Cyberattacks on Health Care Systems Escalate Worldwide
Pandemic fuels data incursions on sector, pushing them up by 45% in last two months
Cybercriminals accelerated their targeting of hospitals and other health care facilities as 2020 neared its end.
Such attacks on health care facilities around the world rose by 45% in just two months, according to a new study by leading cybersecurity firm Check Point Software Technologies.
This is more than double the general increase seen across other industries worldwide, the report showed.
With health care systems overburdened by the COVID-19 pandemic, it is clear that cyberthreat actors are taking advantage of the commotion for quick strikes.
This is particularly worrisome for decision makers and health care professionals as they simultaneously deal with the high pressure the novel coronavirus places on their institutions.
No health care professional or administrator wants to be hit by “threat actors” that could delay treatment and endanger a patient’s life, or lose records and compromise medical privacy.
The attacks are not isolated.
Canadian health care facilities have been targeted such that cases jumped by over 250% in the past two months, while Germany showed a 220% increase over the same period.
Central Europe was the hardest hit region, with a 145% rise in attacks, while East Asia reported an increase of 137% and Latin America an increase of 112%.
In the US, health care facilities have experienced an increase in sustained cyberattacks, according to an October 28 Joint Cybersecurity Advisory released by the Cybersecurity and Infrastructure Security Agency (CISA), the Federal Bureau of Investigation, and the Department of Health and Human Services (HHS).
According to that report, “the CISA, FBI and HHS have credible information of an increased and imminent cybercrime threat to US hospitals and health care providers.”
Criminals are working their cyberattacks like any business does, looking for ways to make money and taking advantage of others’ weaknesses or their own strengths
The same is true in Israel. Dramatic increases in cyberthreats to the country’s health care structure reflect the new reality.
“We see attacks all the time. There is a drastic increase in cyberthreats to our hospital,” Shimi Ben Baruch, chief technology officer at Shaare Zedek Medical Center in Jerusalem, told The Media Line.
To deal with this, Ben Baruch says the hospital is taking pre-emptive steps, as well as reactive ones.
“We are working to educate our staff with bulletins and study sessions. We also conduct three cyber exercises for the management annually and are changing our operations to combat cyberattacks,” he said.
According to Ben Baruch, hospital management is taking the subject very seriously. The outlay of funds from the hospital’s budget for cyberthreats, he said, was increased by far more than 100% for the 2020-2021 budget.
Israel’s health ministry, in response to a question from The Media Line, said in a statement: “The health ministry works continuously together with health care organizations to prevent incidents in the cybernetic space and to deal with them.”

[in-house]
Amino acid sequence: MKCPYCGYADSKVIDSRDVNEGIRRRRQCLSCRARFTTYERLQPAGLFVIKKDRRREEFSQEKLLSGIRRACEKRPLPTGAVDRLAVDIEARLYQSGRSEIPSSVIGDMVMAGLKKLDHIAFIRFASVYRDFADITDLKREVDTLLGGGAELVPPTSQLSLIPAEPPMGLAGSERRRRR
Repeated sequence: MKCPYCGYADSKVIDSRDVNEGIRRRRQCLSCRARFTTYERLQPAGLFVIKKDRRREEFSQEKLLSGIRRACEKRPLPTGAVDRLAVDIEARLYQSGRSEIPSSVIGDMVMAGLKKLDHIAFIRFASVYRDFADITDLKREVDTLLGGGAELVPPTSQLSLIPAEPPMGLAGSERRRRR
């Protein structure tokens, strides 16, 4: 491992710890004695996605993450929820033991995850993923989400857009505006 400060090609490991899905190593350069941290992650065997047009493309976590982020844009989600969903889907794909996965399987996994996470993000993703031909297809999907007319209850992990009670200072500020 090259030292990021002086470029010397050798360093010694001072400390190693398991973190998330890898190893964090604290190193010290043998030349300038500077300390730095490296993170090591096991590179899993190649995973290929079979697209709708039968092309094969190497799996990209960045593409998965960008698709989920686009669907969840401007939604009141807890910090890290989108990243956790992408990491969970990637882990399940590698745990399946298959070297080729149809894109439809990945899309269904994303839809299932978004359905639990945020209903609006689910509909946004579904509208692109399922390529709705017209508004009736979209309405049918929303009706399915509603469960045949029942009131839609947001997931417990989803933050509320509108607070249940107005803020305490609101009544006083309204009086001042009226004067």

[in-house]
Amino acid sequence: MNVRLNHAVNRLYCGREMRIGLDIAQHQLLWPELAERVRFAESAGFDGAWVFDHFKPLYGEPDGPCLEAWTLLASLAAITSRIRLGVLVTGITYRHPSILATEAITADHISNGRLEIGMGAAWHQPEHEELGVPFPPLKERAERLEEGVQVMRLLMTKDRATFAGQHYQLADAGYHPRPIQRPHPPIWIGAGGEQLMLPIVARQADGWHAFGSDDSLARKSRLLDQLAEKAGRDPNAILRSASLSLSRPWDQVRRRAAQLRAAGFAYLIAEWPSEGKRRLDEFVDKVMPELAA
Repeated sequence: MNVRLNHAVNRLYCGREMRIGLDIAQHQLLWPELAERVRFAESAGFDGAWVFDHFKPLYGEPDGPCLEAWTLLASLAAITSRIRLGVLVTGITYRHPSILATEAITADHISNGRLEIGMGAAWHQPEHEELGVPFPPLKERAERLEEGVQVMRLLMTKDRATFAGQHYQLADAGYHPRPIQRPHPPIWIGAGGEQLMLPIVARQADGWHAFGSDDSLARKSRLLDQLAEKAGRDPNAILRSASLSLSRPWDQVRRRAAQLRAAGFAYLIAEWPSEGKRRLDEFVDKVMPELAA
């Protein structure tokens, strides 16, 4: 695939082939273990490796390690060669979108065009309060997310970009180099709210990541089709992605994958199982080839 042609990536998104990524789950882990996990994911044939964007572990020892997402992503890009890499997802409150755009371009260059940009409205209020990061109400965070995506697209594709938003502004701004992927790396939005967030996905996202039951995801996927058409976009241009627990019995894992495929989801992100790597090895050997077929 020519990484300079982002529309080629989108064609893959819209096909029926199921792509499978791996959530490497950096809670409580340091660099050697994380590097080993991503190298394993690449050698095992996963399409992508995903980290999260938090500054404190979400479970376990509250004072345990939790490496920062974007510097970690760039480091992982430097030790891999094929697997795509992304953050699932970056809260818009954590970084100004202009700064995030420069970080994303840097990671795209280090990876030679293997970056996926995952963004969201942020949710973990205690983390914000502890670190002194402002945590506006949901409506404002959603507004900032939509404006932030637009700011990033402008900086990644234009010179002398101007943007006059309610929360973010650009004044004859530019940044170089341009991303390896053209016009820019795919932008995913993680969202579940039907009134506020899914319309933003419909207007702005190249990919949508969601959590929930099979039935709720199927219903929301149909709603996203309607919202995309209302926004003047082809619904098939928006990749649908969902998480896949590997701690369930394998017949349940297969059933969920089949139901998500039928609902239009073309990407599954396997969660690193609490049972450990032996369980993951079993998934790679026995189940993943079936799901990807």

To fight such threats, the ministry operates the National Center for Preparedness and Management of Cyber Threats in the Health Sector.
“The National Cyber Center deals with cyberthreats and challenges whose goal is to try to cause data leaks and to damage information assets,” the ministry said. “This work is carried out continuously and in concert with health care organizations, to prevent such incidents in cyberspace and to deal with them.”
“All this is done under the guidance and in coordination with the National Cyber Directorate, to create the best possible defense package for Israel’s health care organizations,” according to the ministry.
Cybercriminals are generally in it for the money, experts say. Ransomware attacks, where a computer system and its data are held hostage in exchange for payment, are the most pervasive type against hospitals and health care institutions.
“Criminals are working their cyberattacks like any business does, looking for ways to make money and taking advantage of others’ weaknesses or their own strengths,” cybersecurity expert Dr. Gabi Siboni told The Media Line.
Their motivation is money. They access health care data only for the financial benefits selling the data nets them, Siboni said.
“Hospitals might think their data is more sensitive because of privacy laws and what the data shows about individuals in their care. But it really is not,” he said.
Cyberthreats, whether to banking or health care or to other sector across the board, exist for one reason only: to make money, Siboni added. “Around the world, it is what business is all about,” he said.
However, Prof. Isaac Ben Israel, director of Tel Aviv University’s Blavatnik Interdisciplinary Cyber Research Center, argues that things are not so black and white.
Many cyberattacks, he said, are about disruption of systems, networks and infrastructure. Such attacks are “soft power” disturbances countries wield against one another without having to initiate open warfare.
“Countries can also ask for money, thereby turning the attack into something that hurts economic infrastructure. Think about this as a deception: a group demanding money can actually be a sovereign state camouflaged,” Ben Israel told The Media Line.
As long as the pandemic rages, cyberthreat actors will be on the top of their game, seeking new ways to operate their businesses, exploit their competitive advantages and accrue more capital.